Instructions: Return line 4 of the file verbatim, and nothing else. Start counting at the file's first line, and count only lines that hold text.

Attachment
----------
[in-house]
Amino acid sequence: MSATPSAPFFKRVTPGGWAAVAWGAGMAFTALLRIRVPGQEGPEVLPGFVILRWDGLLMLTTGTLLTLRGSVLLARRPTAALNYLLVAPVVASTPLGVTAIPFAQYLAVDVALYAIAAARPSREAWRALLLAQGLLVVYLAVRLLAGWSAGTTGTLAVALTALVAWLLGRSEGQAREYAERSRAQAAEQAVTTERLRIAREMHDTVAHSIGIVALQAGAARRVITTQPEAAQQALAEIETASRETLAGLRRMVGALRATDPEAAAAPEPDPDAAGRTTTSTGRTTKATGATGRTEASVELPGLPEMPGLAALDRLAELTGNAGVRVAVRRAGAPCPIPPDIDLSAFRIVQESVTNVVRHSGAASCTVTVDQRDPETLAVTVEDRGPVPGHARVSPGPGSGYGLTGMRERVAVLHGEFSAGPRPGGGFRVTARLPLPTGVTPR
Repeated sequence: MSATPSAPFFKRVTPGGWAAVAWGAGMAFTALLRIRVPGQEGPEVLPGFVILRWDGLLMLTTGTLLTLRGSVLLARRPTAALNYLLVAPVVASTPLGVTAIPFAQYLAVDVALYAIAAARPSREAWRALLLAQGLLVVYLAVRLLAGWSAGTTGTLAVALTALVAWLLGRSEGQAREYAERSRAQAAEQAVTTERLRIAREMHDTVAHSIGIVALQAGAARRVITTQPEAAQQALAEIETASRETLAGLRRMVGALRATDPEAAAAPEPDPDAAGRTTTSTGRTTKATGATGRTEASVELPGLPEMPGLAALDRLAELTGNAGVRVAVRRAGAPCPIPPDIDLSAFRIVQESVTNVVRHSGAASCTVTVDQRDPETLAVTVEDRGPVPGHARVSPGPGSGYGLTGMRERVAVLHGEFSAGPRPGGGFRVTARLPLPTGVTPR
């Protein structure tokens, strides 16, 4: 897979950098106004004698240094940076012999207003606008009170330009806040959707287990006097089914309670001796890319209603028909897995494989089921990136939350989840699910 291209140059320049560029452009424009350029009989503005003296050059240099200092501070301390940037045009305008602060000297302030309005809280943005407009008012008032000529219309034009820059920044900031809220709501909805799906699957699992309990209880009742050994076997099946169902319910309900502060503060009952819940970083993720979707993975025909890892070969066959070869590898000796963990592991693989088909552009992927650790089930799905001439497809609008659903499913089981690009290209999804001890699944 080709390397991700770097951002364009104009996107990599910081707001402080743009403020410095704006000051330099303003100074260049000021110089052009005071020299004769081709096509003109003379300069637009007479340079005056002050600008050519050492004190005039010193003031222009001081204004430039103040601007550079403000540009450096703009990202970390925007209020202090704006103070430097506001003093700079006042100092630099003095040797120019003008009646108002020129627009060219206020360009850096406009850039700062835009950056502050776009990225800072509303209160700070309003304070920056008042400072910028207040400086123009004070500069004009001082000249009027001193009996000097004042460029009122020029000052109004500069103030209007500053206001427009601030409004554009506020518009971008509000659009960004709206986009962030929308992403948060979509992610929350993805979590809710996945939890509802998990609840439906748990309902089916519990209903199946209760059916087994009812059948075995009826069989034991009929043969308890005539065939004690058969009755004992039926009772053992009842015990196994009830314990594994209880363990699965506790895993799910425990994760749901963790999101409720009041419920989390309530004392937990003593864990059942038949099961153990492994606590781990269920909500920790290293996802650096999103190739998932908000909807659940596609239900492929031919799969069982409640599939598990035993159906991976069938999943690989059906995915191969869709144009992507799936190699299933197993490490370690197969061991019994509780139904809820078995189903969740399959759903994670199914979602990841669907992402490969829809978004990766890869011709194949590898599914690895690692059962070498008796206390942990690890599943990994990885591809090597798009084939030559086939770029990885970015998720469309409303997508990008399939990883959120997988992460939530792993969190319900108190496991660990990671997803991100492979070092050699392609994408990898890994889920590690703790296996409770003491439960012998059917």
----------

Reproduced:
């Protein structure tokens, strides 16, 4: 897979950098106004004698240094940076012999207003606008009170330009806040959707287990006097089914309670001796890319209603028909897995494989089921990136939350989840699910 291209140059320049560029452009424009350029009989503005003296050059240099200092501070301390940037045009305008602060000297302030309005809280943005407009008012008032000529219309034009820059920044900031809220709501909805799906699957699992309990209880009742050994076997099946169902319910309900502060503060009952819940970083993720979707993975025909890892070969066959070869590898000796963990592991693989088909552009992927650790089930799905001439497809609008659903499913089981690009290209999804001890699944 080709390397991700770097951002364009104009996107990599910081707001402080743009403020410095704006000051330099303003100074260049000021110089052009005071020299004769081709096509003109003379300069637009007479340079005056002050600008050519050492004190005039010193003031222009001081204004430039103040601007550079403000540009450096703009990202970390925007209020202090704006103070430097506001003093700079006042100092630099003095040797120019003008009646108002020129627009060219206020360009850096406009850039700062835009950056502050776009990225800072509303209160700070309003304070920056008042400072910028207040400086123009004070500069004009001082000249009027001193009996000097004042460029009122020029000052109004500069103030209007500053206001427009601030409004554009506020518009971008509000659009960004709206986009962030929308992403948060979509992610929350993805979590809710996945939890509802998990609840439906748990309902089916519990209903199946209760059916087994009812059948075995009826069989034991009929043969308890005539065939004690058969009755004992039926009772053992009842015990196994009830314990594994209880363990699965506790895993799910425990994760749901963790999101409720009041419920989390309530004392937990003593864990059942038949099961153990492994606590781990269920909500920790290293996802650096999103190739998932908000909807659940596609239900492929031919799969069982409640599939598990035993159906991976069938999943690989059906995915191969869709144009992507799936190699299933197993490490370690197969061991019994509780139904809820078995189903969740399959759903994670199914979602990841669907992402490969829809978004990766890869011709194949590898599914690895690692059962070498008796206390942990690890599943990994990885591809090597798009084939030559086939770029990885970015998720469309409303997508990008399939990883959120997988992460939530792993969190319900108190496991660990990671997803991100492979070092050699392609994408990898890994889920590690703790296996409770003491439960012998059917």